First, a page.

Analogue practices in both photography and sculpture allow me to explore the materiality of media that is now often presented through digital means. I am interested in the growth of pop culture and the influence that its objects, images, practices, and messages have on society. My research process exposes pop culture artefacts of the 1970s, and 1980s and the processes used to make them. My practice explores how these things have been presented in media and the style in which they have been depicted, which references people's personal photographs, television, music videos, and merchandise. I explore the techniques used to create them or present them, through emulation and recreation at a time where digital processes dominate equivalent contexts.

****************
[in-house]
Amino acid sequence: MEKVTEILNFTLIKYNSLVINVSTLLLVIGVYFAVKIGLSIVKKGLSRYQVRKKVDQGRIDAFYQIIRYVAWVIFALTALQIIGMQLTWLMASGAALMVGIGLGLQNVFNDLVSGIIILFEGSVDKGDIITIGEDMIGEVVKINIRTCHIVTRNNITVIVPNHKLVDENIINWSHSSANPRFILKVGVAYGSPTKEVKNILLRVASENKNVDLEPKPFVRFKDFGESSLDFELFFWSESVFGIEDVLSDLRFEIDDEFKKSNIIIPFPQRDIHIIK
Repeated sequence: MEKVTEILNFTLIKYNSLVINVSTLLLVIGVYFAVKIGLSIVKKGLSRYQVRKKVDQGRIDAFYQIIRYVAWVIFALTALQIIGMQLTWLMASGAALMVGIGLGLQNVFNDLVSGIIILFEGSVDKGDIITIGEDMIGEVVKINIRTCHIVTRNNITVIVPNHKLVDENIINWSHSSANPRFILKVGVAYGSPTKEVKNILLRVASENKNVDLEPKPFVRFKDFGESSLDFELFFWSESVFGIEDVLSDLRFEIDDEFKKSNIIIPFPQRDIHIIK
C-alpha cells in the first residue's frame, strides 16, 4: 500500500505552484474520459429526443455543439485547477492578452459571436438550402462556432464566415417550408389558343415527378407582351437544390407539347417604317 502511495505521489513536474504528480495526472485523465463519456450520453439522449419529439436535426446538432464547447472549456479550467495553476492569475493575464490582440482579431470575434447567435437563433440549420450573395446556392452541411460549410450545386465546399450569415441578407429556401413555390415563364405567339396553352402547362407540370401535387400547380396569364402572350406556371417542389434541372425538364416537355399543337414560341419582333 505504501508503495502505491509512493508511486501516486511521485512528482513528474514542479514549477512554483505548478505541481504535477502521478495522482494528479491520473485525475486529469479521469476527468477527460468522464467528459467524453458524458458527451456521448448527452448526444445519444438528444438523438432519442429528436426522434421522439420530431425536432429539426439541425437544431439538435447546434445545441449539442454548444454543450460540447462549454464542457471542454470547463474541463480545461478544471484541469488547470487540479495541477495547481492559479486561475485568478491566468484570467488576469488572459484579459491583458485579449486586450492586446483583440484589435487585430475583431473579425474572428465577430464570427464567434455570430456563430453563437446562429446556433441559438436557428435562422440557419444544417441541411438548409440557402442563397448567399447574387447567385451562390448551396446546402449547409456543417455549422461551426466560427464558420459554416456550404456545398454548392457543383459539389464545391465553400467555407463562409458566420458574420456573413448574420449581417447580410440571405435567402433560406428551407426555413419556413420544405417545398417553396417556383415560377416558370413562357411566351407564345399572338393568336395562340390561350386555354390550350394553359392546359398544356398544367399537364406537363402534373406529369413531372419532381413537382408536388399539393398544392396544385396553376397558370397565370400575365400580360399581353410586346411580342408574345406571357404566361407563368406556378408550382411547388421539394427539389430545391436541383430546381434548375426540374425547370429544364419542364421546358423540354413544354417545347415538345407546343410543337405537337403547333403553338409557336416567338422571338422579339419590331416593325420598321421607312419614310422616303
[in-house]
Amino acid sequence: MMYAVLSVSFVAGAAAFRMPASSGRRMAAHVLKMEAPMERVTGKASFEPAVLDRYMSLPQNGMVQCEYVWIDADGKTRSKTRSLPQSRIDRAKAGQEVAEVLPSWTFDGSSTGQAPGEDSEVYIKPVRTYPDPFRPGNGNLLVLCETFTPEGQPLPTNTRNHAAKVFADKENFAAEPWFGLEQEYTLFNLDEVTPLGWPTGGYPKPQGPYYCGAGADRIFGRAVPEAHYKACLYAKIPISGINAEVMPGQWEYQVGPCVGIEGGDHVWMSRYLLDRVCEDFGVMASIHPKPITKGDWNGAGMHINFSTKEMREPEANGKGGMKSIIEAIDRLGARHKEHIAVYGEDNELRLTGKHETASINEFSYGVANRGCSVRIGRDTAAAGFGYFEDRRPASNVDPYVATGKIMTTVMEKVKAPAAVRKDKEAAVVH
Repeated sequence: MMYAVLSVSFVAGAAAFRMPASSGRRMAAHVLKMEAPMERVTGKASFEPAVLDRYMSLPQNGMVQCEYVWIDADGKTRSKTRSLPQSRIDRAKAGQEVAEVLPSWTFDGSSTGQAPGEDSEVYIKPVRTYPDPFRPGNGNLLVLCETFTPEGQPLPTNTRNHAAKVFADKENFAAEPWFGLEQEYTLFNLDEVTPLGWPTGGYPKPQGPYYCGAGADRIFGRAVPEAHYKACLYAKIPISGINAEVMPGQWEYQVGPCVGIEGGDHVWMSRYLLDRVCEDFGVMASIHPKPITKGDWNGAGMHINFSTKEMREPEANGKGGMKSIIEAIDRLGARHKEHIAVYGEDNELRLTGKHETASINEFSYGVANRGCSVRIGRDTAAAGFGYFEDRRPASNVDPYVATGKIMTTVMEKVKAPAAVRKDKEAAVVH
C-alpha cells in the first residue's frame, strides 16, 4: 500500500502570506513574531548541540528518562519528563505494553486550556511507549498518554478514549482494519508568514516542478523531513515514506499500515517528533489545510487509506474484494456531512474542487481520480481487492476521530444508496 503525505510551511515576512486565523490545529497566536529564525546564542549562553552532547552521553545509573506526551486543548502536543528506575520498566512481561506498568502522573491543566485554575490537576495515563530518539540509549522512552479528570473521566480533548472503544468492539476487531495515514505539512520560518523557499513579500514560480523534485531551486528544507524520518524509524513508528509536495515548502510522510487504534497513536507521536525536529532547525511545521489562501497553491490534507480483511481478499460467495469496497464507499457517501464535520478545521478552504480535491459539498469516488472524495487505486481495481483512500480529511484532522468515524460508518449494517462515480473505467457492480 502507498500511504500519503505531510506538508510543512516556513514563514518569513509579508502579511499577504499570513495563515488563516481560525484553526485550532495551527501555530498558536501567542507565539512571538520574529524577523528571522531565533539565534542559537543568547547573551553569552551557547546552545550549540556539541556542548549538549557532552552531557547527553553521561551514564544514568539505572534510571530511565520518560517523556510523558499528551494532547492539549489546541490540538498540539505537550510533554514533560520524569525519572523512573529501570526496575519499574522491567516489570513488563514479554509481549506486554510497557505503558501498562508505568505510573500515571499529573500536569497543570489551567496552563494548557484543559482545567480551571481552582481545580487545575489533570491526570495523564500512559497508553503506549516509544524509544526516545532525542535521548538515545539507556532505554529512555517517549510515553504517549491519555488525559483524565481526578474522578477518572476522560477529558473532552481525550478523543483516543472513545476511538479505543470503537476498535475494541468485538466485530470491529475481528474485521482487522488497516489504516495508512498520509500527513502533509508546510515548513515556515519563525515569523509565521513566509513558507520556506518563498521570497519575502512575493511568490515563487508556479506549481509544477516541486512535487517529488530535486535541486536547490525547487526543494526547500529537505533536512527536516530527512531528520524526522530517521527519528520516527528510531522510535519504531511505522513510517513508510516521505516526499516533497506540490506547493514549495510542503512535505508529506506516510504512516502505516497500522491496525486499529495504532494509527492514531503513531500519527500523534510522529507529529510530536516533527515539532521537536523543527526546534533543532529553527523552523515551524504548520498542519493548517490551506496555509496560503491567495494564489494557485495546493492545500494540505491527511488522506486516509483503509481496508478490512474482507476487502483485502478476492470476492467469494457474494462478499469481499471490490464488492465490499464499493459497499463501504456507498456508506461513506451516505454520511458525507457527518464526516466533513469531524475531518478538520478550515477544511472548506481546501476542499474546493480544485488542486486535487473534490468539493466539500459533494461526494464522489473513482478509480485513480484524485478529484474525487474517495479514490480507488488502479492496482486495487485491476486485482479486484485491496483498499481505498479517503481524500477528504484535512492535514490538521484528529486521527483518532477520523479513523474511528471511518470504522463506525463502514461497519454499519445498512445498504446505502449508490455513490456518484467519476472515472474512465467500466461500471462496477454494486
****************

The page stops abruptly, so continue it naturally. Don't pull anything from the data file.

I find myself drawn to areas of pop culture that I am currently embedded in or have been at some point, in this instance it is Doctor Who. Blackpool focuses on latex prop making, as well as museum sensibilities, within the context of Doctor Who during the 70s and 80s. These are a collection of masks that are recreations of some of the props used in Doctor Who during that era, presented in a series of photographs. These artworks explore the style of character masks that emerged from the BBC Visual FX Department, the eventual display of these props, the public engagement with them, and the images that emerged as a result. These analogue ways of representing the future are worth reflecting on in a time where we need to reimagine our future.